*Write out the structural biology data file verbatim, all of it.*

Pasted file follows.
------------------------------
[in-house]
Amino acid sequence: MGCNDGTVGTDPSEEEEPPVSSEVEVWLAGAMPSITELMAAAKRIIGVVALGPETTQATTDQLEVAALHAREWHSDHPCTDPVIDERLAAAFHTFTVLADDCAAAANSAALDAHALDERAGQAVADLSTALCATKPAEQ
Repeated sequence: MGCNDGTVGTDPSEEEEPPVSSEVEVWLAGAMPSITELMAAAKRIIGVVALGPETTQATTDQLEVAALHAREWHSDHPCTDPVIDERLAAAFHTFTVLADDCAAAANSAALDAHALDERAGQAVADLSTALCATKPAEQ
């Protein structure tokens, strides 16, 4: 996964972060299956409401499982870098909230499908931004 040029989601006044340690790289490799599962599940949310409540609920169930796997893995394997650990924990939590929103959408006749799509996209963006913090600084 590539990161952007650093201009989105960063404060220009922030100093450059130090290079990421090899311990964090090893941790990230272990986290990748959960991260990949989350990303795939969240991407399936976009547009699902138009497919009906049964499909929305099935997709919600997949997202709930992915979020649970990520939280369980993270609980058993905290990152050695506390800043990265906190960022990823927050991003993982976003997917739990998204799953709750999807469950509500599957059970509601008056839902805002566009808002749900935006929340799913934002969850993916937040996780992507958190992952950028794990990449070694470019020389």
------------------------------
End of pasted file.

[in-house]
Amino acid sequence: MGCNDGTVGTDPSEEEEPPVSSEVEVWLAGAMPSITELMAAAKRIIGVVALGPETTQATTDQLEVAALHAREWHSDHPCTDPVIDERLAAAFHTFTVLADDCAAAANSAALDAHALDERAGQAVADLSTALCATKPAEQ
Repeated sequence: MGCNDGTVGTDPSEEEEPPVSSEVEVWLAGAMPSITELMAAAKRIIGVVALGPETTQATTDQLEVAALHAREWHSDHPCTDPVIDERLAAAFHTFTVLADDCAAAANSAALDAHALDERAGQAVADLSTALCATKPAEQ
């Protein structure tokens, strides 16, 4: 996964972060299956409401499982870098909230499908931004 040029989601006044340690790289490799599962599940949310409540609920169930796997893995394997650990924990939590929103959408006749799509996209963006913090600084 590539990161952007650093201009989105960063404060220009922030100093450059130090290079990421090899311990964090090893941790990230272990986290990748959960991260990949989350990303795939969240991407399936976009547009699902138009497919009906049964499909929305099935997709919600997949997202709930992915979020649970990520939280369980993270609980058993905290990152050695506390800043990265906190960022990823927050991003993982976003997917739990998204799953709750999807469950509500599957059970509601008056839902805002566009808002749900935006929340799913934002969850993916937040996780992507958190992952950028794990990449070694470019020389």